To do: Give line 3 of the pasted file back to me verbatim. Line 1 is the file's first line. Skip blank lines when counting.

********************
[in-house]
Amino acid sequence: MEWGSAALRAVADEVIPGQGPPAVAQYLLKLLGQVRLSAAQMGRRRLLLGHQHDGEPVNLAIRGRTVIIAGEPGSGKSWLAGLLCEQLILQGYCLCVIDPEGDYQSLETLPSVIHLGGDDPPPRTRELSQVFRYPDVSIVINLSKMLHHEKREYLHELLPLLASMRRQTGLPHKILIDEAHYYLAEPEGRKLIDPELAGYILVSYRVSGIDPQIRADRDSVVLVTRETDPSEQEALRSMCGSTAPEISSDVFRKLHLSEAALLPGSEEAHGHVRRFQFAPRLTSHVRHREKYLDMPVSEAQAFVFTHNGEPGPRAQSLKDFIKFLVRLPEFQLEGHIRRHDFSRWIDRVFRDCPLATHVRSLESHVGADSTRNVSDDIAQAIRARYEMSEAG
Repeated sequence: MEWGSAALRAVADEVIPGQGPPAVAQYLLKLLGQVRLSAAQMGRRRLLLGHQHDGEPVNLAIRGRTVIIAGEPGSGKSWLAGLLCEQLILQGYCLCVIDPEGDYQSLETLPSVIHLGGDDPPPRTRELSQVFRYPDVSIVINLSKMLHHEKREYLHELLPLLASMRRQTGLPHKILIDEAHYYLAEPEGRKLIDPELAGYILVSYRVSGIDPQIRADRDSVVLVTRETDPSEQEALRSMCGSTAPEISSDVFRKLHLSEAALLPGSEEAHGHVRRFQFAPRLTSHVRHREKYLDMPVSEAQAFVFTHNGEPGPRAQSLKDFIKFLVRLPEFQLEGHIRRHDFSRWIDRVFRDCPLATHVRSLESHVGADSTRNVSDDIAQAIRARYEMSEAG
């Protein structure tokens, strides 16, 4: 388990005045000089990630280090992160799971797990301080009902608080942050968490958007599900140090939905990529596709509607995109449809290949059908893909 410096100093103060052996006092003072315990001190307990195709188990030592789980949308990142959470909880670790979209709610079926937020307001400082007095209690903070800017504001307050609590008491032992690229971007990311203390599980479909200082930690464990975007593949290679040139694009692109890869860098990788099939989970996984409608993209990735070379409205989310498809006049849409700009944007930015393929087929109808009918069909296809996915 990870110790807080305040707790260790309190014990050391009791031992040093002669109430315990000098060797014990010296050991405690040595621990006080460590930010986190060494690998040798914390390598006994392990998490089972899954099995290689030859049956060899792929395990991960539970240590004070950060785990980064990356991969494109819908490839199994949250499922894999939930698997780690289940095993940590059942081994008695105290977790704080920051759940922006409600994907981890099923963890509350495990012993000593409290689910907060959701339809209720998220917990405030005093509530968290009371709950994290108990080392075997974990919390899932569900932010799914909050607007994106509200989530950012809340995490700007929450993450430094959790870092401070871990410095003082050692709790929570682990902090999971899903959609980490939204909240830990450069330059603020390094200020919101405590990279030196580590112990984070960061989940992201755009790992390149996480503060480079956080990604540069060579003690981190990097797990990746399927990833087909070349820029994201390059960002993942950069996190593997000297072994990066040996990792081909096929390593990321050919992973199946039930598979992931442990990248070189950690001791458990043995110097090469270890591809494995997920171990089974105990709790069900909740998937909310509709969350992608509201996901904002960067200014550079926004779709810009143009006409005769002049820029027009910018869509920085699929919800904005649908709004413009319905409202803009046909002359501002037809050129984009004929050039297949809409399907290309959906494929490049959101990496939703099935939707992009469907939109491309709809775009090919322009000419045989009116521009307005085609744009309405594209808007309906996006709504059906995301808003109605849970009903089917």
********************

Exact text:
Repeated sequence: MEWGSAALRAVADEVIPGQGPPAVAQYLLKLLGQVRLSAAQMGRRRLLLGHQHDGEPVNLAIRGRTVIIAGEPGSGKSWLAGLLCEQLILQGYCLCVIDPEGDYQSLETLPSVIHLGGDDPPPRTRELSQVFRYPDVSIVINLSKMLHHEKREYLHELLPLLASMRRQTGLPHKILIDEAHYYLAEPEGRKLIDPELAGYILVSYRVSGIDPQIRADRDSVVLVTRETDPSEQEALRSMCGSTAPEISSDVFRKLHLSEAALLPGSEEAHGHVRRFQFAPRLTSHVRHREKYLDMPVSEAQAFVFTHNGEPGPRAQSLKDFIKFLVRLPEFQLEGHIRRHDFSRWIDRVFRDCPLATHVRSLESHVGADSTRNVSDDIAQAIRARYEMSEAG